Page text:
Harold Gordon JOSEY

JOSEY, Harold Gordon

Service Number: 2842
Enlisted: 8 June 1915, Brisbane, Queensland
Last Rank: Private
Last Unit: 49th Infantry Battalion
Born: Goodna, Queensland, 11 July 1890
Home Town: Esk, Somerset, Queensland
Schooling: Not yet discovered
Occupation: Stockman
Died: Died of wounds, Mouquet Farm, France, 6 September 1916, aged 26 years
Cemetery: Boulogne Eastern Cemetery
Boulogne Eastern Cemetery, Boulogne, Nord Pas de Calais, France
Memorials: Australian War Memorial Roll of Honour, Colinton War Memorial, Redbank Plains State School Honour Roll, Springsure Shire of Bauhinia Roll of Honour
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World War 1 Service

8 Jun 1915: Enlisted AIF WW1, Private, 2842, Brisbane, Queensland
1 Sep 1915: Involvement AIF WW1, Private, 2842, 9th Infantry Battalion, Enlistment/Embarkation WW1
1 Sep 1915: Embarked AIF WW1, Private, 2842, 9th Infantry Battalion, HMAT Ayrshire, Sydney
27 Feb 1916: Transferred AIF WW1, Private, 49th Infantry Battalion
3 Sep 1916: Wounded Private, 2842, 49th Infantry Battalion, Mouquet Farm, GSW (right thigh)
6 Sep 1916: Involvement AIF WW1, Private, 2842, 49th Infantry Battalion

Narrative

JOSEY Harold Gordon #2842 9th / 49th Battalion

Harry Josey was born in the Goodna Redbank area and probably attended school there before his parents, James and Lucy, moved to the Harlin district where they had a property named “Iraniston”.

When Harry presented himself for enlistment in 2nd June 1915, he was working in the Springsure area as a stockman. Springsure had no facilities to process recruitment so the local shire clerk arranged for Harry to be examined by a doctor who passed him fit, before Harry was given a note to report to the recruiting officer at Victoria Barracks, Brisbane. Harry was attested and accepted into the AIF 6 days later.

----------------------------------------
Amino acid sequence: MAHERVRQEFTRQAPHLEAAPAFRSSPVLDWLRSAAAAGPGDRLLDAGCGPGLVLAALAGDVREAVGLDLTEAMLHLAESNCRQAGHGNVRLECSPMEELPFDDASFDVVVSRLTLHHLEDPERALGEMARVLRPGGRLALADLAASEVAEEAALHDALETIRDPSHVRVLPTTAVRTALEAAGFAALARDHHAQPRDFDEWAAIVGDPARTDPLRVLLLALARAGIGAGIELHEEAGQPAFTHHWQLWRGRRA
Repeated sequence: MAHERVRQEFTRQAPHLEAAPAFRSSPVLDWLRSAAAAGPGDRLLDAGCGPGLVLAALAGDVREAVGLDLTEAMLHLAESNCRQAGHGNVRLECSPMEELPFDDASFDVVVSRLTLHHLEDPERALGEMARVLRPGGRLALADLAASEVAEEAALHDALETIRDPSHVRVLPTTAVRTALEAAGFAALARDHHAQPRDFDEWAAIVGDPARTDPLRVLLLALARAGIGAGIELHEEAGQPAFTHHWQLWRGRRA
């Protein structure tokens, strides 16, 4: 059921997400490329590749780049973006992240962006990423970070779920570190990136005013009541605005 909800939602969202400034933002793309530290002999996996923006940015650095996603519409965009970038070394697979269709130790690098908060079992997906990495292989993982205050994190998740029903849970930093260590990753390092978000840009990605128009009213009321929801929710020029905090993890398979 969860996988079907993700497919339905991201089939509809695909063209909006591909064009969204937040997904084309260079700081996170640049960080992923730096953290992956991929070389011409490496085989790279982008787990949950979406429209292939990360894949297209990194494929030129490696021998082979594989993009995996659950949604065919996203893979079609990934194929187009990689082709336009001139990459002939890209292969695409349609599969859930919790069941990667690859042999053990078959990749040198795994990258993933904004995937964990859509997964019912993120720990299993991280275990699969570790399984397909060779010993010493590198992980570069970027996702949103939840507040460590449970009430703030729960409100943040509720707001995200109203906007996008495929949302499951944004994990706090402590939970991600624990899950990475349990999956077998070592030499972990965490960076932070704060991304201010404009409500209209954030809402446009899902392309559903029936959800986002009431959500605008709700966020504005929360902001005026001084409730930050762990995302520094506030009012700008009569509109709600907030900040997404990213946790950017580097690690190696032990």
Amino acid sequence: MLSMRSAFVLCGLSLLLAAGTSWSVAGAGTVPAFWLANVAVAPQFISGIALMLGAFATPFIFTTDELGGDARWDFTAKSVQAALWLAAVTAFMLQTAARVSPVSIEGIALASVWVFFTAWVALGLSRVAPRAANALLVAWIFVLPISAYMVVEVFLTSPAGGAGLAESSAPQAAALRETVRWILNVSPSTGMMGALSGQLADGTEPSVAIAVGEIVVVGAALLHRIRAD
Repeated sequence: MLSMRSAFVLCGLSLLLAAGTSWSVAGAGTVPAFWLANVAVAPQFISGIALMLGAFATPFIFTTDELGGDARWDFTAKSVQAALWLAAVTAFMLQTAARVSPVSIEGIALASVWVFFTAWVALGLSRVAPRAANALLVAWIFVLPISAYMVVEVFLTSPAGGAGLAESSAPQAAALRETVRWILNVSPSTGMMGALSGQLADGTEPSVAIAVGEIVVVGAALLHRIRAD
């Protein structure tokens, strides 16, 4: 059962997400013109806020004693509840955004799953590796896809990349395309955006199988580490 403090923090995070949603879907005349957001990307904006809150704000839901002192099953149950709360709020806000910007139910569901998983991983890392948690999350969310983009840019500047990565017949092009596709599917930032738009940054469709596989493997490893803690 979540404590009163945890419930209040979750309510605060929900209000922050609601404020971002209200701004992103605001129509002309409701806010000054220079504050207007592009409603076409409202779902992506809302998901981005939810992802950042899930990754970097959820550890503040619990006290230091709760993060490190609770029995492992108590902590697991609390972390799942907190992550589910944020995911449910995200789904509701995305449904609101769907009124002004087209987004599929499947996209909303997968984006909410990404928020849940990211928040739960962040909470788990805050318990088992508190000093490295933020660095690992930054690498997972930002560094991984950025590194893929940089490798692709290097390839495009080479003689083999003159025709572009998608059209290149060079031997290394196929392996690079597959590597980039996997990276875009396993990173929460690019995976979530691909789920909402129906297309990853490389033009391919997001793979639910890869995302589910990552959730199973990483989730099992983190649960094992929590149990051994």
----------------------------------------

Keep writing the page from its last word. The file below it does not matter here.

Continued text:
Harry was allocated as part of the 9th reinforcements of the 9th Battalion at Enoggera Camp. On 1st September 1915, the reinforcements boarded the “Ayrshire” in Sydney and on arrival in Egypt went into camp at Tel el Kabir. The original plan was to reinforce the battalions that were then on Gallipoli but by the time Harry and his cohort arrived in Egypt there was every likelihood that the campaign would be abandoned.

After heavy lobbying by the Australian journalist Keith Murdoch and the visit to Gallipoli by Lord Kitchener, Minister for War; the decision was made to evacuate the peninsula. The returning battalions of the 1st and 2nd Divisions of the AIF were in most cases split to form the nucleus of two new battalions, with numbers being made up from the large number of reinforcements then in Egypt. The 9th Battalion was split to create the 9th and the 49th and Harry Josey was assigned to the 49th Battalion; part of the 13th Brigade of the 4th Division AIF, in February 1916.

The newly formed battalion spent the next three months training in Egypt before crossing the Mediterranean to arrive in Marseilles on 12th June. The 13th Brigade journeyed north by train to the relatively quiet sector around Armentieres to become accustomed to trench warfare.